Successful organisations build trust and reputation on the internet by being open, candid and timely, just like regular people behave offline. In 2016 any gap between what an organisation does and what it says will be called out. This is an issue that has been played out since social media went mainstream.

Your first job working with any organisation should be to help it discover its purpose within the publics that it serves.

Show me the money

Defining a measurement framework for a campaign is hard. Practitioners continue to use advertising equivalent value (AVE) because it’s easy. But it’s also wrong. The objectives of a public relations campaign should be tied as closely as possible to organisational objectives. When you’re planning a campaign you should be able to define the outputs of your activity and map these against intermediary and organisational outcomes. There will be challenges in decoupling the contribution of public relations activity from other activities but it is achievable.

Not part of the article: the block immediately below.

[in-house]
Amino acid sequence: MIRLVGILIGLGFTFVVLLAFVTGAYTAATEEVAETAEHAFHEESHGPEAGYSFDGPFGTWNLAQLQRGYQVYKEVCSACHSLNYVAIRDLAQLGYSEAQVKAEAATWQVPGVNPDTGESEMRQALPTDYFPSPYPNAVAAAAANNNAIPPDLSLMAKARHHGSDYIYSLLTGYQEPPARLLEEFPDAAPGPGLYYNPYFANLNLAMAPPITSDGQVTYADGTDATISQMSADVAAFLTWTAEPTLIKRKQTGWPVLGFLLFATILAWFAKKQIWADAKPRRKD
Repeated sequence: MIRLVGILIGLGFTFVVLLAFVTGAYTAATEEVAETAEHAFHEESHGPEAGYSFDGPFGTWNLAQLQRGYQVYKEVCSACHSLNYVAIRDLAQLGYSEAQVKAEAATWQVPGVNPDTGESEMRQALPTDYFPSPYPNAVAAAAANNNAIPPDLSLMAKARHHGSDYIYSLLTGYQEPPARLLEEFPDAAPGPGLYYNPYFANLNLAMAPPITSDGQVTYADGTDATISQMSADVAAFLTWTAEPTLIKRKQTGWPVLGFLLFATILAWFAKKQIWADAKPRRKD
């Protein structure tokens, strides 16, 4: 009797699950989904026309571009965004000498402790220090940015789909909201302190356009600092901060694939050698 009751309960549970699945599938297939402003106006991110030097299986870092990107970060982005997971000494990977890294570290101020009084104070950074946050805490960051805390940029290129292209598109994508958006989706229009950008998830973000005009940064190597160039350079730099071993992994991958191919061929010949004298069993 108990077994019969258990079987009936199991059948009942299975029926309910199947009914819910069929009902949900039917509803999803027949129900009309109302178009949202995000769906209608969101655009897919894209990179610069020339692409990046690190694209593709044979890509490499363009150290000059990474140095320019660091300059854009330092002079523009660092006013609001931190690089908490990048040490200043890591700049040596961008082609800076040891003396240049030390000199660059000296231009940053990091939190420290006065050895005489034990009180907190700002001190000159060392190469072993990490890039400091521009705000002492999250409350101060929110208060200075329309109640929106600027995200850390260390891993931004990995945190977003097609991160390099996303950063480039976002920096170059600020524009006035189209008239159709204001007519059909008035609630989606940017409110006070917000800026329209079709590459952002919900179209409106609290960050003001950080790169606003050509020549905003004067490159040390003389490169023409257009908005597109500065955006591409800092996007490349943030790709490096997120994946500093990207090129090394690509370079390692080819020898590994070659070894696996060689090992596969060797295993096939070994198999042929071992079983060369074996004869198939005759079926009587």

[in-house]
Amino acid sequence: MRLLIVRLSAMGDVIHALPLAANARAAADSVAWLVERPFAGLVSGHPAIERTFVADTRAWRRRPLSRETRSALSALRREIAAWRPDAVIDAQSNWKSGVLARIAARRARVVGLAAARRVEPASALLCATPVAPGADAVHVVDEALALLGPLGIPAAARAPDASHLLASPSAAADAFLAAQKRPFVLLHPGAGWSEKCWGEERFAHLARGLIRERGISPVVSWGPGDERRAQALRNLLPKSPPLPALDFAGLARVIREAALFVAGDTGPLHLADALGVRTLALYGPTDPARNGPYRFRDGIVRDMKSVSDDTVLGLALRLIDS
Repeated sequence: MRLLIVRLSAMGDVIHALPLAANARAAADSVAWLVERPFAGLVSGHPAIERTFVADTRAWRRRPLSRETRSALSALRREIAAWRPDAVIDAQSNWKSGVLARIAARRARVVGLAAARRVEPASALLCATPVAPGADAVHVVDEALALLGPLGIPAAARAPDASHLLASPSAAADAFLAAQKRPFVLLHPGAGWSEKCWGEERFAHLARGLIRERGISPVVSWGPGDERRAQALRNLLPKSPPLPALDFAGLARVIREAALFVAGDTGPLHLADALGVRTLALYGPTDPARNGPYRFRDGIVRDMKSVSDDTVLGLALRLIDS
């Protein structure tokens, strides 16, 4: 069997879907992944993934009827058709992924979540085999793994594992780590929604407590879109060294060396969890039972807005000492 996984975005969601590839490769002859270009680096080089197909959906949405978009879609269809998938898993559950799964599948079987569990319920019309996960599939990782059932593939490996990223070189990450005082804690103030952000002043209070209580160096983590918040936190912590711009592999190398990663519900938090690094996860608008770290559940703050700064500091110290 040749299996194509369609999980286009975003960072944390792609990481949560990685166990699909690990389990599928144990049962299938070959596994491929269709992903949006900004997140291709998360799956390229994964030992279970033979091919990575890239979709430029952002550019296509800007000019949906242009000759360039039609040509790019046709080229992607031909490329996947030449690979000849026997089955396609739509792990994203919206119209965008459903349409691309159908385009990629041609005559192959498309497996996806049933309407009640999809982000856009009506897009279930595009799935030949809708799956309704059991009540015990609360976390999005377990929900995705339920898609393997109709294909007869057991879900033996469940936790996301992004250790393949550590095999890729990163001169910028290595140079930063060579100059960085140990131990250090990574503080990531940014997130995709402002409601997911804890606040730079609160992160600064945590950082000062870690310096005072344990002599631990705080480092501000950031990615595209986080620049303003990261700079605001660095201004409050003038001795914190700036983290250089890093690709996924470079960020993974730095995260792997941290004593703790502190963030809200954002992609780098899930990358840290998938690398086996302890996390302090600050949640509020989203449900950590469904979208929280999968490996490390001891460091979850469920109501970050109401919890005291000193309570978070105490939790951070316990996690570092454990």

My tip is to focus on your publics and not on the media.

Editing movies and defining PR

So, whilst editing videos seems a long way off defining PR, it has allowed me to absorb the content from #PRFest six weeks on and look at the main standout points.

In summary, if you work in public relations, it’s your responsibility to KNOW what PR is and how it works. It’s also your responsibility to learn (skills and knowledge) how to go about doing your job in the most effective way. Don’t just rely on others to teach you. If you’re advising clients then you must be able to advise with the best possible skills and knowledge.

Finally, one point that several speakers mentioned and I cannot highlight this enough, is to invest in your own continuous professional development (CPD). If you plan what you aim to learn over a 12-month period, and use the likes of the CIPR CPD platform, you’ll find it invaluable and you’ll always be developing as a PR practitioner. If you want to keep up with the pack then this is your top priority.

Thanks for taking the time to read my post. All of the content from #PRFest speakers is on slideshare and I’ll be drip-feeding other speaker videos via the festival YouTube channel.

Please share this post if you found it useful, as others may find it useful too.